The Defendant was involved in a verbal altercation in a local public house. The Defendant left with a bottle in his hand from which he was drinking. The Defendant was chased before one of the males caught up with the Defendant. The Defendant believed that he was going to be attacked by the group and turned around and hit the first male in the face with the bottle in his hand.
After a 5 day trial, the jury reached a unanimous verdict that the Defendant had acted in self-defence and his actions were proportionate.
GBH – Grievous bodily harm with section 20 (reckless rather than intentional)
R V O 2014 – Preston crown court
The Complainant received serious injuries to his face.
The Defendant accepted that he had been involved in fighting with the complainant as he believed that he was going to be beaten up and left in a bad way.
The case went to trial and the jury came back with a verdict of not guilty as the Defendant had acted in self-defence.
R V B 2015 – Barrow crown court
The Defendant was charged with assault occasioning actual bodily harm. This relates to an altercation in a public house where it is alleged the Defendant punched the complainant, knocking one of his front teeth out.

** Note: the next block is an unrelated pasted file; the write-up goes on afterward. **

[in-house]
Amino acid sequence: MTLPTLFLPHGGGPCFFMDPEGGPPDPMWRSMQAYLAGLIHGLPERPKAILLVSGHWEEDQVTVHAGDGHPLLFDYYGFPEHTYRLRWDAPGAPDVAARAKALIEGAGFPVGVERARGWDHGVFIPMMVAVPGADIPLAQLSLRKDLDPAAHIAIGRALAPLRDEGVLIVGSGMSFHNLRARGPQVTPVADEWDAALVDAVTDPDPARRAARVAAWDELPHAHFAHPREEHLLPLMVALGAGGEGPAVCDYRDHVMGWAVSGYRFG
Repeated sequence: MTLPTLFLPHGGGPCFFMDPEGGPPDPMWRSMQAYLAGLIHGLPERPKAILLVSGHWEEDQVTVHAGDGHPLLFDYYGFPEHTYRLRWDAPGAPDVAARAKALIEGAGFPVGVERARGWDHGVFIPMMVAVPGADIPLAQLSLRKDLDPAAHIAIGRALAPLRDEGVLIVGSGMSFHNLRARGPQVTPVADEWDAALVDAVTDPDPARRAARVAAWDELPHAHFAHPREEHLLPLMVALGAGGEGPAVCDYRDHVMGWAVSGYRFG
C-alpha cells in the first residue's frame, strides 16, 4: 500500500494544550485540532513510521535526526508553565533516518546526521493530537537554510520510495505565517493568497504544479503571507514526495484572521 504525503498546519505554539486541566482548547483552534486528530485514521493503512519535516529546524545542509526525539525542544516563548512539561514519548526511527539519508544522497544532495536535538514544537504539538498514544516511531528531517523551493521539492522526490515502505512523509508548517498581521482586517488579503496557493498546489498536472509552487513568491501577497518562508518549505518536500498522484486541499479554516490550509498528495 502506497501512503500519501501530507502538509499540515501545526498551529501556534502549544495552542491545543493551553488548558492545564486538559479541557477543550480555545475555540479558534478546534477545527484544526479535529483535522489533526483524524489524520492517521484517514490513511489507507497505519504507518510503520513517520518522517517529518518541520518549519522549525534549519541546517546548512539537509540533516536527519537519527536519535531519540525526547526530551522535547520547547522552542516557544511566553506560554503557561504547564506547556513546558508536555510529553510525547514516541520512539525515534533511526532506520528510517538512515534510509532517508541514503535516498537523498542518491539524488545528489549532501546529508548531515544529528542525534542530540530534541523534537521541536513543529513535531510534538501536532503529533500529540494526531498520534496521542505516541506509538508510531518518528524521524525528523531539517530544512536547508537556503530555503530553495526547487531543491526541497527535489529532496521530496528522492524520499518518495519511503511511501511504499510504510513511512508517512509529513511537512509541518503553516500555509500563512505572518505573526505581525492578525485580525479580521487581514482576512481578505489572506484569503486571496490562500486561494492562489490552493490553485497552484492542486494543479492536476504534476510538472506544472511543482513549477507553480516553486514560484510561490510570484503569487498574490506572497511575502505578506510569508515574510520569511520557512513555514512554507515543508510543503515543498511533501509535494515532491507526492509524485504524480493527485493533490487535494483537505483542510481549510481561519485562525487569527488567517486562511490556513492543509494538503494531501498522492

The case proceeded to trial and it became apparently clear that the defence case was much stronger and the Crown offered no evidence on the first day of trial.
Court of Appeal
R V C 2014 – Royal court of justice – London
The Defendant pleaded guilty to an affray along with two other male Co-Defendants. The male Defendants were given immediate custody of 12 months. The Defendant had spent some time on remand and was given a suspended sentence with a curfew requirement for a period of 12 months daily for 12 hours each day. In essence, this meant that the Co-Defendants would be released prior to her curfew finishing which meant that her liberty was restricted longer than the prison sentence given for the two Co-Defendants.
This case went to the Court of Appeal in London and was successful. The curfew was reduced from 12 months to 6 months.
Appeal to Crown Court on sentence
R V R 2008 – Preston crown court
The Defendant was a 16 year old youth who had pleaded guilty to wounding contrary to section 20 of the Offences against the Person Act. This female had never been in trouble with the police before. She was involved in an altercation with another female causing injury requiring hospital treatment.
When a youth appears in Court for the first time and pleads guilty, the options are very limited to the Magistrates to either give a custodial sentence or a referral order. This youth had just started college and had a number of character references showing her to be a model pupil and that this was out of character. The Magistrates decided that a referral order was not sufficient punishment and gave her a detention and training order (custody) for a period of four months.
We immediately appealed to the Crown Court and the Defendant was released from custody within less than a week and was given a referral order instead.